Second Coronavirus Wave Destabilizes European Recovery
“The second wave of the coronavirus now sweeping Europe is threatening to halt the region’s economic recovery, leaving many of its businesses and workers uncertain about their future and prolonging the time it will take for the continent to heal from the worst economic crisis in decades,” WSJ writes.
European governments imposed new restrictions on people and businesses to combat the rising case count as they try to avoid full lockdowns and protect the economy.
- However, evidence shows the second wave is already disrupting the recovery.
Two Worlds: Based on IHS Markit’s composite Purchasing Managers Index, Eurozone business activity fell for the first month since June.
- “The survey revealed a tale of two economies, with manufacturers enjoying the fastest growth since early-2018, but intensifying Covid-19 restrictions took an increasing toll on the services sector,” IHS Markit economist Chris Williamson said.
- Demand from overseas buyers buoyed companies such as Daimler AG, who capitalized on China’s voracious appetite for [Mercedes Benz] luxury sedans and SUVs.
- Tourism-reliant economies, such as Spain, have been decimated by the rising infection rate.
One Step Forward, Two Steps Back: The Eurozone economy is expected to report an 8% rise in third-quarter GDP, a promising sign after the 11.8% contraction of the three months through June.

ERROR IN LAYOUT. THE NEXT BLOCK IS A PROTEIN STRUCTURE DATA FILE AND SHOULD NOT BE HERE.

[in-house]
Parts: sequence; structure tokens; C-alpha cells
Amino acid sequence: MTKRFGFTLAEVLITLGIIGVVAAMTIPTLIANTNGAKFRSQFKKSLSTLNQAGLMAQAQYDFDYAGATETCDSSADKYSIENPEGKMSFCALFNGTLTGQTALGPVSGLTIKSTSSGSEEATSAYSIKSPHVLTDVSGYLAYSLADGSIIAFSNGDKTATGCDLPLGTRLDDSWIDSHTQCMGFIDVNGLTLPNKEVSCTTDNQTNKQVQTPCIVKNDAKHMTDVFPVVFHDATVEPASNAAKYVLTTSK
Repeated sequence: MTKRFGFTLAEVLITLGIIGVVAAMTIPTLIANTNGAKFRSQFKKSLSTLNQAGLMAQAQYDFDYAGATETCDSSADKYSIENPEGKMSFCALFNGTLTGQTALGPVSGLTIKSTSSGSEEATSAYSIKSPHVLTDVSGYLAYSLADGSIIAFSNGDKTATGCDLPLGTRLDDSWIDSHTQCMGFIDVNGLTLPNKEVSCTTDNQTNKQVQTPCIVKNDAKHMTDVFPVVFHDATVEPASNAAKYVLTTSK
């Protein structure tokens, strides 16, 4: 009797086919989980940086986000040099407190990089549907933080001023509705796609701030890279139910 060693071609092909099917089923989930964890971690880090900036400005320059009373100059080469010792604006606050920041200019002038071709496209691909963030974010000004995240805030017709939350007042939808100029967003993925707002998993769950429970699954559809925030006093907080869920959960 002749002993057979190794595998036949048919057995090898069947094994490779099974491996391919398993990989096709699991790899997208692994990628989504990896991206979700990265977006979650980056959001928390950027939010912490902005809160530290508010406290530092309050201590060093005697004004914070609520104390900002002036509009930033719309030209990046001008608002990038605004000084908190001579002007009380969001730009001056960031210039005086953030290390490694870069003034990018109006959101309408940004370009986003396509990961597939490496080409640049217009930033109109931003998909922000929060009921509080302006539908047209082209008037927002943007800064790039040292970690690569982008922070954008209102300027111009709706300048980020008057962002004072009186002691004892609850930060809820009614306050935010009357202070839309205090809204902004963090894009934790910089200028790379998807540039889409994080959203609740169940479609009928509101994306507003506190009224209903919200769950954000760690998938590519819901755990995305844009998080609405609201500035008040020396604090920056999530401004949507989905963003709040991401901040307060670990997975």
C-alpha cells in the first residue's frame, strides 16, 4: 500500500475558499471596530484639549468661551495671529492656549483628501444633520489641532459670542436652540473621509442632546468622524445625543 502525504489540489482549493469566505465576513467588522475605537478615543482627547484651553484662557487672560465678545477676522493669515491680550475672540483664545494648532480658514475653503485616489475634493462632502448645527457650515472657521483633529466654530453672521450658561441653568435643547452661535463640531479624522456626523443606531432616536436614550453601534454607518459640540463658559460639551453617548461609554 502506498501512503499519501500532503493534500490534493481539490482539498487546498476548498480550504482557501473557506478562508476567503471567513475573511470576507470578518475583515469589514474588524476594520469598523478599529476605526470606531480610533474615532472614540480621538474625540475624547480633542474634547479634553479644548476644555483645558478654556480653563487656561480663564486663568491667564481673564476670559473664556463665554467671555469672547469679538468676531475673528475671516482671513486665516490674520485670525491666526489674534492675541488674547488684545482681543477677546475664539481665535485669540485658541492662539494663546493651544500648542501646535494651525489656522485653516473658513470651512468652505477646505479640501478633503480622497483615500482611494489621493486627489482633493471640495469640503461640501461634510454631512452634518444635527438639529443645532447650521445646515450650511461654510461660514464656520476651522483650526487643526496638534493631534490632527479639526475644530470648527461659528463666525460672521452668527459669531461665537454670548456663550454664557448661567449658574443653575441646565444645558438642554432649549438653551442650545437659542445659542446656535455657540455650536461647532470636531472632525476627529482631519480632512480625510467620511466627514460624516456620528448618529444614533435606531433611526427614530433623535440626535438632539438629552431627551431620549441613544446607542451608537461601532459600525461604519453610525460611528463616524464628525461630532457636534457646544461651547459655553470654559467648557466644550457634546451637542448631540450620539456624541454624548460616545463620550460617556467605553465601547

- But that still leaves Europe’s economy smaller than before the pandemic.
- Growth could return if cases start to decrease, but it’s unclear how long Europe needs to return to pre-pandemic levels of output.
Long-Term: The International Monetary Fund projected a total 8.3% contraction for the Eurozone economy this year and a 5.3% rebound in 2021. If full-scale lockdowns are imposed, it could be worse.
- The IMF projects some countries won’t fully recover until 2023.
The rising number of cases in the U.S. and Europe is definitely something for us to keep an eye on. It looks like countries in Europe are more-inclined to resuming restrictions than the U.S. is currently. I still believe the biggest driver of global stocks over the next three months will be the U.S. presidential and senatorial elections’ results and the policies implied after that.
What’s Going On
It’s A Barbie World: “Add Barbie to the list of the pandemic’s biggest winners. Mattel Inc.’s flagship doll posted a 29% sales increase in the third quarter, leading the toy company to 10% revenue growth in the period. It was the largest quarterly increase posted by Barbie going back at least two decades, the company said.”